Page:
The executive search process should be bias-proof. Non-HR specialists will argue with that statement. As executive search specialists, it is our job to create an objective and transparent hiring process. However, it is easier to said than done, and not many recruiters have the nerve to admit it. Hence the confession of Kristen Pressner, Global Head Human Resources at Roche Diagnostics, was a meaningful moment for people who live from hiring. “Let me just get this out there. I have a bias against women leaders. No one can be more surprised about this than me. I’m a woman leader,” Pressner acknowledged at TEDxBasel in 2016. During her speech, she told the story of spotting and becoming more self-aware of her bias. And the moral of this story is simple: there are no saints, even among recruiters. Besides, as statistic shows the problem with bias in hiring may be more significant than we think.
Why should recruiters avoid biases during the hiring process? Well, the answer is quite simple. Acting with a bias, HR specialists won’t hire the best possible candidate for a specific position. But how often is this happening? According to Gallup, companies fail to choose the candidate with the right talent for management positions 82% of the time. That means organizations pick the best manager just once in every five hires.
As Ryan Pendell wrote for Gallup: “On the other side of the interviewing table, much of the anxiety for job hunters comes from not knowing which hiring bias is going to be the one that keeps them from getting a job they are qualified for.” This hits the nail on the head! Being educated about a specific phenomenon doesn’t necessarily mean that the person is capable of reflecting their own behavior. Especially that there are dozens of different types of biases. Some of them are quite easy to avoid at the early steps of the recruitment process. We can refuse to know the age, gender, or race of candidates or assign some duties to AI (and hoped that the algorithm is not biased, too!). But when there is a time for the first face-to-face interview, recruiters are on their own. However, some biases are just trickier than others! IMSA Search Global Partners distinguished three biases that are not so visible but meaningful and powerful when it comes to the executive search process.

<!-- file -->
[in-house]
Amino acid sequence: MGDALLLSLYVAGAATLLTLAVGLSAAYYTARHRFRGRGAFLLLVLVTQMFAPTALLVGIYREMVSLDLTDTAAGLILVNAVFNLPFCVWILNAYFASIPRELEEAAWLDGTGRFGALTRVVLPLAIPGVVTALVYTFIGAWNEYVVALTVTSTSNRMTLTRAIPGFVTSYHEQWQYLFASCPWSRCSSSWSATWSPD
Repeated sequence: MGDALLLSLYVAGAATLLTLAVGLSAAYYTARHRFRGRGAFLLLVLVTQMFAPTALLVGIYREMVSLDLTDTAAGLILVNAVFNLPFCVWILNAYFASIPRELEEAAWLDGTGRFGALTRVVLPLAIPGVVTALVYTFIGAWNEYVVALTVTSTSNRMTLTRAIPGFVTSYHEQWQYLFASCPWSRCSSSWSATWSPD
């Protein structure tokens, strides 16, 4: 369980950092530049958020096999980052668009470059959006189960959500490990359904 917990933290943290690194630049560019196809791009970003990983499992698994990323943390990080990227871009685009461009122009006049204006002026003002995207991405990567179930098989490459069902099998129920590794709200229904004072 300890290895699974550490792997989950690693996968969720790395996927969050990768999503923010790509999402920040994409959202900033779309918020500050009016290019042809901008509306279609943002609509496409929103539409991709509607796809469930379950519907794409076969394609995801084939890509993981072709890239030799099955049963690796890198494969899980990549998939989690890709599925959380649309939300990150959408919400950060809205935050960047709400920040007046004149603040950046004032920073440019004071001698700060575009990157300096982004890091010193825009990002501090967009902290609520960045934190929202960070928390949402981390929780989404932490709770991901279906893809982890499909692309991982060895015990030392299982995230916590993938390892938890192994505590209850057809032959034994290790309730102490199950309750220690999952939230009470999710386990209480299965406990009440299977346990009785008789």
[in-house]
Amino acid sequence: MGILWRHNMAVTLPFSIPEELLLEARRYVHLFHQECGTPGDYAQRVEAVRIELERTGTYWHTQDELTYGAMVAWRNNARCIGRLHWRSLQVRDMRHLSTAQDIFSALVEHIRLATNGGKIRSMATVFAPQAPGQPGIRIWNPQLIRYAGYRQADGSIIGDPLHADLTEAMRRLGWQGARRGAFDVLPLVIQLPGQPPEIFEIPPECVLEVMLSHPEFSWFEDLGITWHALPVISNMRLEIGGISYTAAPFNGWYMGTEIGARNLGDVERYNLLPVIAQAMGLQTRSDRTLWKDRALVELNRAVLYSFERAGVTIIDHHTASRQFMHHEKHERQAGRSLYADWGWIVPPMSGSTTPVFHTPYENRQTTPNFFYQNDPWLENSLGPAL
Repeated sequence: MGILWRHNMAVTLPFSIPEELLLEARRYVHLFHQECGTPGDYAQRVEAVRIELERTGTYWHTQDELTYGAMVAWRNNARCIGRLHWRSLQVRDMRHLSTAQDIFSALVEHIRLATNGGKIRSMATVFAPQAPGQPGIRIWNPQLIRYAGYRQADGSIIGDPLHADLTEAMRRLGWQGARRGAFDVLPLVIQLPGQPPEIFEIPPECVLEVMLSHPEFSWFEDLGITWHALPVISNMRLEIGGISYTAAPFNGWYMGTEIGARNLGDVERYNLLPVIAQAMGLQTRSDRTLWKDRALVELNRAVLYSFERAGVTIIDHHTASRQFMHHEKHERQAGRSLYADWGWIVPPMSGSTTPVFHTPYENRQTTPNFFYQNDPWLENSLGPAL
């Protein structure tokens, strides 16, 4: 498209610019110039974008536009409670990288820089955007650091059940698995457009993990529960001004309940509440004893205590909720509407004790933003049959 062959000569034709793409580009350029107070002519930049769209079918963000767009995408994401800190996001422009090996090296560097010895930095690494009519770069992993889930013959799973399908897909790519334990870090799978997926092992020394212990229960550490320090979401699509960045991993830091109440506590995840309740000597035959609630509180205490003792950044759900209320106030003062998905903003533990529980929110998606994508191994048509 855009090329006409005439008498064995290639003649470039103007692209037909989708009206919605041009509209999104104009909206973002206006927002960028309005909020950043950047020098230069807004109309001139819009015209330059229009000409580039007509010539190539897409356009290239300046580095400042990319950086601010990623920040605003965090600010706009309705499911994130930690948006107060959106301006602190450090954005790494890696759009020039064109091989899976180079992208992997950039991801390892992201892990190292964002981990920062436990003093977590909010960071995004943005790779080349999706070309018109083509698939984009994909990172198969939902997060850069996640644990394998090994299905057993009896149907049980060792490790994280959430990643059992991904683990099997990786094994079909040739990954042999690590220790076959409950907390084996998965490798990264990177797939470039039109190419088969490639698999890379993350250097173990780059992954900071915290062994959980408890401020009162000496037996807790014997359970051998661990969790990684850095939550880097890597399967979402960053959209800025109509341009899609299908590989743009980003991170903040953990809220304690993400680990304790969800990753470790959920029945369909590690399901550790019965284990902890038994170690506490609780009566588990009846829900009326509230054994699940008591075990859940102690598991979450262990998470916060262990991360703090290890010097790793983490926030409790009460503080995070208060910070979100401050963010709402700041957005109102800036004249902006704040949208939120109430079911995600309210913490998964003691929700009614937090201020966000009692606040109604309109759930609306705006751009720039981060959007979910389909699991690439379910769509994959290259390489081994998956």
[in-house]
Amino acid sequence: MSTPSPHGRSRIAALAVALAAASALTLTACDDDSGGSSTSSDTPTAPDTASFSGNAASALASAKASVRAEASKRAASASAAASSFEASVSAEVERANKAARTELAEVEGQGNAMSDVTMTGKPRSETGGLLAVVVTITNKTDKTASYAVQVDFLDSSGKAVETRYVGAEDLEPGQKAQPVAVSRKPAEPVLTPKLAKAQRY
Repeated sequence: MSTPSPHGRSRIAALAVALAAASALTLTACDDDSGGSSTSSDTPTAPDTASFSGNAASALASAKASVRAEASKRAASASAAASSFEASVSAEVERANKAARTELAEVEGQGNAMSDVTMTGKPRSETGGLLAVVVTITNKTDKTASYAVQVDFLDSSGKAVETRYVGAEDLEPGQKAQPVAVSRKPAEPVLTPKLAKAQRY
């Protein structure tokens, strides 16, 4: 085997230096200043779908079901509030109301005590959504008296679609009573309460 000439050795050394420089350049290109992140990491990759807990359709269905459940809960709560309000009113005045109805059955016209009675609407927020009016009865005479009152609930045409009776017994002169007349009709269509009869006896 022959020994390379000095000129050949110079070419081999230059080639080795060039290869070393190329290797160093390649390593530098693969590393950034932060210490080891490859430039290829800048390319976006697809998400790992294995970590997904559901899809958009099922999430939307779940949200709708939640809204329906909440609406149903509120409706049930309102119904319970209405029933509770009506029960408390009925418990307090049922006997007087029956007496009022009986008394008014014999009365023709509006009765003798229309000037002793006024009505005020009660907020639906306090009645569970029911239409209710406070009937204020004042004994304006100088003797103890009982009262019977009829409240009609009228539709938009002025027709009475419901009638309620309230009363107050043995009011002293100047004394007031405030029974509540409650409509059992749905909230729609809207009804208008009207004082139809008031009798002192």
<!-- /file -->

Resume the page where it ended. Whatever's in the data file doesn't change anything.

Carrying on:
1. Affinity bias: We are much more likely to gravitate towards people who are similar to us. No harm in everyday life, but a big problem during the hiring process. The fact that we like a candidate because of the school we both attended or the hobby we share doesn’t mean that this person will be a good fit for the position. It is undeniable and straightforward, but spotting that recruiter actions are driven by affinity bias can be challenging. It is easy if you already know where you made a mistake.
2. Confirmation bias: A person is looking only at the information that proves their previous hypothesis. Inconvenient, especially if supported by affinity bias. Recruiter likes the candidate a little more because of the irrelevant fact e.g.; they are from the same town. From that point, the specialist is unconsciously looking for information that strengthens his or her previous statement and ignores all contradictory facts.
3. Framing bias: Choosing candidates based on the immediate context rather than the candidates themselves. In some executive search process, time is crucial. However, when a specialist is under time pressure, problems may appear. For example, when under pressure to fill a position, managers may hire a subpar candidate out of fear and seeing this as better than hiring no one.
Everyone has a bias. No matter how much we try and how much we learn during our lifetime, in the deepest corners of our minds, we are all driven by unconscious inclinations and prejudices. Still, the only way to fight our weaknesses is, to be honest with ourselves and “flip it to test it.” As Kristen Pressner pointed out during her TED talk: “Just mentally flip whoever you are dealing with for someone else to test yourself.” If something feels weird after the flipping, you may be operating with a bias. A simple method, but the ultimate tool in fighting bias. To be adapted ASAP.